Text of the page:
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Wind howled through the night, carrying a scent that would change the world. A tall Shade lifted his head and sniffed the air. He looked human except for his crimson hair and maroon eyes.
He blinked in surprise. The message had been correct: they were here. Or was it a trap? He weighed the odds, then said icily, “Spread out; hide behind trees and bushes. Stop whoever is coming . . . or die.”
Around him shuffled twelve Urgals with short swords and round iron shields painted with black symbols. They resembled men with bowed legs and thick, brutish arms made for crushing. A pair of twisted horns grew above their small ears. The monsters hurried into the brush, grunting as they hid. Soon the rustling quieted and the forest was silent again.
The Shade peered around a thick tree and looked up the trail. It was too dark for any human to see, but for him the faint moonlight was like sunshine streaming between the trees; every detail was clear and sharp to his searching gaze. He remained unnaturally quiet, a long pale sword in his hand. A wire-thin scratch curved down the blade. The weapon was thin enough to slip between a pair of ribs, yet stout enough to hack through the hardest armor.
The Urgals could not see as well as the Shade; they groped like blind beggars, fumbling with their weapons. An owl screeched, cutting through the silence. No one relaxed until the bird flew past. Then the monsters shivered in the cold night; one snapped a twig with his heavy boot. The Shade hissed in anger, and the Urgals shrank back, motionless. He suppressed his distaste—they smelled like fetid meat—and turned away. They were tools, nothing more.
The Shade forced back his impatience as the minutes became hours. The scent must have wafted far ahead of its owners. He did not let the Urgals get up or warm themselves. He denied himself those luxuries, too, and stayed behind the tree, watching the trail. Another gust of wind rushed through the forest. The smell was stronger this time. Excited, he lifted a thin lip in a snarl.
“Get ready,” he whispered, his whole body vibrating. The tip of his sword moved in small circles. It had taken many plots and much pain to bring himself to this moment. It would not do to lose control now.
Eyes brightened under the Urgals’ thick brows, and the creatures gripped their weapons tighter. Ahead of them, the Shade heard a clink as something hard struck a loose stone. Faint smudges emerged from the darkness and advanced down the trail.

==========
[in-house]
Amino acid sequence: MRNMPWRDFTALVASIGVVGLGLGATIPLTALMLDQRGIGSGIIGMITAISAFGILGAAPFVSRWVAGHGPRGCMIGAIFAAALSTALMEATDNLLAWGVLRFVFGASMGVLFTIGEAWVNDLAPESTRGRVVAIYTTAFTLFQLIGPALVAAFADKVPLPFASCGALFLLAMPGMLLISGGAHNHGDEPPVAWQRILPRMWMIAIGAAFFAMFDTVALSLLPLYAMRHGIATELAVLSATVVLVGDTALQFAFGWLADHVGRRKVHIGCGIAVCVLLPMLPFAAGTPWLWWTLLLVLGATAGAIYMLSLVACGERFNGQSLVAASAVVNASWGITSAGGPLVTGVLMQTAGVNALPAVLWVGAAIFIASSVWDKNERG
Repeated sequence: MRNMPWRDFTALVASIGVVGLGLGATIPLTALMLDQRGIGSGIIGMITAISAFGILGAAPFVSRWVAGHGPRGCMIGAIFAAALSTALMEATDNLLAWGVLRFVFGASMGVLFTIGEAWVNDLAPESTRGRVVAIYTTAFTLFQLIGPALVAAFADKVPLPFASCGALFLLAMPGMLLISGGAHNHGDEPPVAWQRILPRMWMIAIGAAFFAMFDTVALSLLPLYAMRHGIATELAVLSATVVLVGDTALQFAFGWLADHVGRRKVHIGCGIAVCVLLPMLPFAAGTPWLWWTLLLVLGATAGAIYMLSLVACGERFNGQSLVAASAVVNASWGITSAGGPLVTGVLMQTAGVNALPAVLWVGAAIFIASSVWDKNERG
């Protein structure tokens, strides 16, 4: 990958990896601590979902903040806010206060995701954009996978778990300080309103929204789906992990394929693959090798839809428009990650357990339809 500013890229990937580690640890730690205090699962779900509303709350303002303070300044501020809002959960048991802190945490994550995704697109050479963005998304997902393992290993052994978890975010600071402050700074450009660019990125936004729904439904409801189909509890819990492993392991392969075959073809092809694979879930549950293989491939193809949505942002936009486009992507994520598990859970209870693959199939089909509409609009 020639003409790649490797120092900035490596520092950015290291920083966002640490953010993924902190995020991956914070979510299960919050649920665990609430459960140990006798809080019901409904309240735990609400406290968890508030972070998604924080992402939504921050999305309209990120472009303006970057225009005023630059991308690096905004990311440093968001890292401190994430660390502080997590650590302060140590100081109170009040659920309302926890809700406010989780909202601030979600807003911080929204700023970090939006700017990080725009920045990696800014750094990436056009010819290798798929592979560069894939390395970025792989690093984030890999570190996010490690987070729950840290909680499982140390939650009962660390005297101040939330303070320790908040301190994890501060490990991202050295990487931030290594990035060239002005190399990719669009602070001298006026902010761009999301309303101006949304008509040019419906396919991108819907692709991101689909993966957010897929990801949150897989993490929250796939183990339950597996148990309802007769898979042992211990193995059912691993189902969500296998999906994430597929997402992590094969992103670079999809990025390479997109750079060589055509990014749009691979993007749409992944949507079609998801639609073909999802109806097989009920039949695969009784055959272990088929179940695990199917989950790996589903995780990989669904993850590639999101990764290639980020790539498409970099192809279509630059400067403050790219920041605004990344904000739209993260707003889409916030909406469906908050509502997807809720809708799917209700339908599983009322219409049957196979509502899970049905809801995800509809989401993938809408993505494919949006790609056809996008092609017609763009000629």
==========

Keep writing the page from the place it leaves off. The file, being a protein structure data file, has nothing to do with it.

Three white horses with riders cantered toward the ambush, their heads held high and proud, their coats rippling in the moonlight like liquid silver.
On the first horse was an elf with pointed ears and elegantly slanted eyebrows. His build was slim but strong, like a rapier. A powerful bow was slung on his back. A sword pressed against his side opposite a quiver of arrows fletched with swan feathers.
The last rider had the same fair face and angled features as the other. He carried a long spear in his right hand and a white dagger at his belt. A helm of extraordinary craftsmanship, wrought with amber and gold, rested on his head.
Between these two rode a raven-haired elven lady, who surveyed her surroundings with poise. Framed by long black locks, her deep eyes shone with a driving force. Her clothes were unadorned, yet her beauty was undiminished. At her side was a sword, and on her back a long bow with a quiver. She carried in her lap a pouch that she frequently looked at, as if to reassure herself that it was still there.
One of the elves spoke quietly, but the Shade could not hear what was said. The lady answered with obvious authority, and her guards switched places. The one wearing the helm took the lead, shifting his spear to a readier grip. They passed the Shade’s hiding place and the first few Urgals without suspicion.
The Shade was already savoring his victory when the wind changed direction and swept toward the elves, heavy with the Urgals’ stench. The horses snorted with alarm and tossed their heads. The riders stiffened, eyes flashing from side to side, then wheeled their mounts around and galloped away.
The lady’s horse surged forward, leaving her guards far behind. Forsaking their hiding, the Urgals stood and released a stream of black arrows. The Shade jumped out from behind the tree, raised his right hand, and shouted, “Garjzla!”
A red bolt flashed from his palm toward the elven lady, illuminating the trees with a bloody light. It struck her steed, and the horse toppled with a high-pitched squeal, plowing into the ground chest-first. She leapt off the animal with inhuman speed, landed lightly, then glanced back for her guards.
The Urgals’ deadly arrows quickly brought down the two elves. They fell from the noble horses, blood pooling in the dirt. As the Urgals rushed to the slain elves, the Shade screamed, “After her! She is the one I want!” The monsters grunted and rushed down the trail.
A cry tore from the elf’s lips as she saw her dead companions. She took a step toward them, then cursed her enemies and bounded into the forest.
While the Urgals crashed through the trees, the Shade climbed a piece of granite that jutted above them. From his perch he could see all of the surrounding forest. He raised his hand and uttered, “Böetq istalri!” and a quarter-mile section of the forest exploded into flames. Grimly he burned one section after another until there was a ring of fire, a half-league across, around the ambush site. The flames looked like a molten crown resting on the forest. Satisfied, he watched the ring carefully, in case it should falter.
The band of fire thickened, contracting the area the Urgals had to search. Suddenly, the Shade heard shouts and a coarse scream. Through the trees he saw three of his charges fall in a pile, mortally wounded. He caught a glimpse of the elf running from the remaining Urgals.